|10 year government bond yield||1.48%|
|30 year fixed rate mortgage||3.35%|
Stocks are lower this morning on no real news. Bonds and MBS are flat.
Initial Jobless Claims fell to 184k last week, which included the Thanksgiving Day holiday. Initial Jobless Claims had remained stubbornly high, but it looks like it might have finally turned the corner.
Meanwhile, job openings were close to record levels at 11 million. The quits rate edged down to 2.8% after hitting a high in September. The quits rate is one of the leading indicators of wage inflation, and we are certainly seeing evidence of wage inflation – witness the lousy productivity numbers from a couple of days ago.
Wage inflation will be the story for the Fed as it wrestles with inflation. Despite the strength of the labor market, numbers like the employment-population ratio and the labor force participation rate show that there is still additional supply in the labor market. These numbers represent people who were working before the pandemic, and are not now. The unemployment rate doesn’t count people who haven’t worked for over 6 months, so those folks are not reflected in that number.
Ideally, if the people who exited the labor force during the last 2 years come back, it could help alleviate the shortages we are seeing. A shortage of workers ultimately limits the potential economic output of the economy and acts as a governor on the economy. Faster growth then translates into higher inflation.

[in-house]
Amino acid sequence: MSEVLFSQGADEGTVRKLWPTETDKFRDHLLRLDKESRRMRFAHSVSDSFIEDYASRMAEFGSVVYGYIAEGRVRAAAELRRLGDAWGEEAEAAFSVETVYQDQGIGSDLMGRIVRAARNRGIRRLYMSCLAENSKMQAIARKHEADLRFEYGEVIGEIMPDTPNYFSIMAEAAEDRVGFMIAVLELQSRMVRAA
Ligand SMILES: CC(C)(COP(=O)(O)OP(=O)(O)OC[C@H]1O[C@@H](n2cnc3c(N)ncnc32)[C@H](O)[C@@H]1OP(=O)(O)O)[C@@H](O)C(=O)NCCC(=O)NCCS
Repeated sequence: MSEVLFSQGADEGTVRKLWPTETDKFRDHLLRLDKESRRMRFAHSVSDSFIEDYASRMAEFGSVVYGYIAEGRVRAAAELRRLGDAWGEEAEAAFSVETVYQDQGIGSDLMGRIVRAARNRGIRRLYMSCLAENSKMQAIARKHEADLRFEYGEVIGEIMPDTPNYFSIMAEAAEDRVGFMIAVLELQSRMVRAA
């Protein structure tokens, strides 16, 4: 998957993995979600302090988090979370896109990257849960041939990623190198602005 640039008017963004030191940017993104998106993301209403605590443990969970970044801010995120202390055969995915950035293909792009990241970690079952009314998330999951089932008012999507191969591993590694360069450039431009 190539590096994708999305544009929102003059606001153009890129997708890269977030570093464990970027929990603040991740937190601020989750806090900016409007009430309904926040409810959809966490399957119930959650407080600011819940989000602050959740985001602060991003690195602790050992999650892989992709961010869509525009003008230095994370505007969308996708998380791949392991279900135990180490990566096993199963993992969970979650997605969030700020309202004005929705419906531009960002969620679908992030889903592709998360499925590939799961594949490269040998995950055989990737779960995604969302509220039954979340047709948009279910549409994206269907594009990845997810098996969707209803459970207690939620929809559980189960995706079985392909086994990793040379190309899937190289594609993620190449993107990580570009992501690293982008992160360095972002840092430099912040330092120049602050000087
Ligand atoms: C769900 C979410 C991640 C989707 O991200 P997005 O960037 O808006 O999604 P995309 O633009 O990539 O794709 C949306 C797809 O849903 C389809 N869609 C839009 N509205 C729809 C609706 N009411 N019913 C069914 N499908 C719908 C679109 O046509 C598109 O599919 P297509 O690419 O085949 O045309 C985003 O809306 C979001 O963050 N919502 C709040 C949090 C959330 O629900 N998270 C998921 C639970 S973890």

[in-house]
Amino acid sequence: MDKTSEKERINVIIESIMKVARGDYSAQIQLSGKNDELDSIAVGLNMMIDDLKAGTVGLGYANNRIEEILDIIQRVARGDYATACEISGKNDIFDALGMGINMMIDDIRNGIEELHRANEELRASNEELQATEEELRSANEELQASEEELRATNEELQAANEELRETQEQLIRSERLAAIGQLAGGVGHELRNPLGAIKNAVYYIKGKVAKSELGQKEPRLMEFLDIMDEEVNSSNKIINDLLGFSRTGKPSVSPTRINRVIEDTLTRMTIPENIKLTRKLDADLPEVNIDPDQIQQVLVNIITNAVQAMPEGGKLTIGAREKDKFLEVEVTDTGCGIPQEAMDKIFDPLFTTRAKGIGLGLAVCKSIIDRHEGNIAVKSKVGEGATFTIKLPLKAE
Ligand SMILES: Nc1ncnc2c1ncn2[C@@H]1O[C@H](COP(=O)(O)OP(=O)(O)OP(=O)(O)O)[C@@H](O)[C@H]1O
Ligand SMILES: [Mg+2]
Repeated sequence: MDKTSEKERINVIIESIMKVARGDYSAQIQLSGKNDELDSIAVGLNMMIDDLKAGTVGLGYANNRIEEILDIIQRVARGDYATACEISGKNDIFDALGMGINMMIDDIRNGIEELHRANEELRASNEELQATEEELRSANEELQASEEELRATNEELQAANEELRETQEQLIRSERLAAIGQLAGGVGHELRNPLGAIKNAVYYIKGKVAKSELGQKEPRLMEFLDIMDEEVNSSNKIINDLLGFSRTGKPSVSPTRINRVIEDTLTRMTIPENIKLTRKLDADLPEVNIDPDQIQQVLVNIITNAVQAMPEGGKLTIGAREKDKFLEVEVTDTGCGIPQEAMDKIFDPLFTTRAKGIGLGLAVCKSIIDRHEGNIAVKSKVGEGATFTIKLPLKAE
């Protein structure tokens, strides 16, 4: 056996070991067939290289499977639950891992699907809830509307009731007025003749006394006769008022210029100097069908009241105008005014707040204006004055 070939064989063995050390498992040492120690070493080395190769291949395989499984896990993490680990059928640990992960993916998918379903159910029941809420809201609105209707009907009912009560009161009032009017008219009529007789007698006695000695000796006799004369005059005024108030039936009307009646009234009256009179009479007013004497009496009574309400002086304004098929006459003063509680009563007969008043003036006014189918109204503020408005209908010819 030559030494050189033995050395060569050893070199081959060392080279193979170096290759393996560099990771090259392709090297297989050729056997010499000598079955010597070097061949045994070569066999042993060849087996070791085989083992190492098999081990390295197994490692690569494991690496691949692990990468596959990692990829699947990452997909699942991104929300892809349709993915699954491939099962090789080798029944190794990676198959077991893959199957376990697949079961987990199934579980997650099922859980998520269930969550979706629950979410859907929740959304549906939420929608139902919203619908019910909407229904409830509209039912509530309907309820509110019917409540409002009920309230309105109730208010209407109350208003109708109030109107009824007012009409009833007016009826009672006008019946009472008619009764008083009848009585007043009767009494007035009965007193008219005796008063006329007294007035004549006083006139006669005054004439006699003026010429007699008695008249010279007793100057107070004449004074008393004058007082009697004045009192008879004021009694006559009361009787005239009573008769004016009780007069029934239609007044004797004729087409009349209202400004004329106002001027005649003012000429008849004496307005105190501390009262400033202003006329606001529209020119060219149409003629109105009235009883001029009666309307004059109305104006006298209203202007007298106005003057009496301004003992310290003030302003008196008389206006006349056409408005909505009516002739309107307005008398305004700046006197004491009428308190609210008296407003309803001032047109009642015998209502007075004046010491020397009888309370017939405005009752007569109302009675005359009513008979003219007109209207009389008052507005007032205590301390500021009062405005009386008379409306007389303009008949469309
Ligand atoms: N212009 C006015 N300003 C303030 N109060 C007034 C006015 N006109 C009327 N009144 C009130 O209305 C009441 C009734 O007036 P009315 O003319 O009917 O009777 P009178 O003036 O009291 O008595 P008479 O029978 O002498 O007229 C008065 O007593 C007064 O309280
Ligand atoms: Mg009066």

Homeowner equity increased 31% in the third quarter, according to CoreLogic. This is a $3.2 trillion increase. The average homeowner picked up about $57,000 in equity over the past year. Frank Martell, CEO of CoreLogic said “Not only have equity gains helped homeowners more seamlessly transition out of forbearance and avoid a distressed sale, but they’ve also enabled many to continue building their wealth. This financial reserve will be especially helpful for homeowners looking to fund renovation projects.“
This increase in homeowner equity means that refinance activity will not be entirely dependent on interest rates. Cash-out debt refinancings will remain a great source of loans and represent evergreen activity.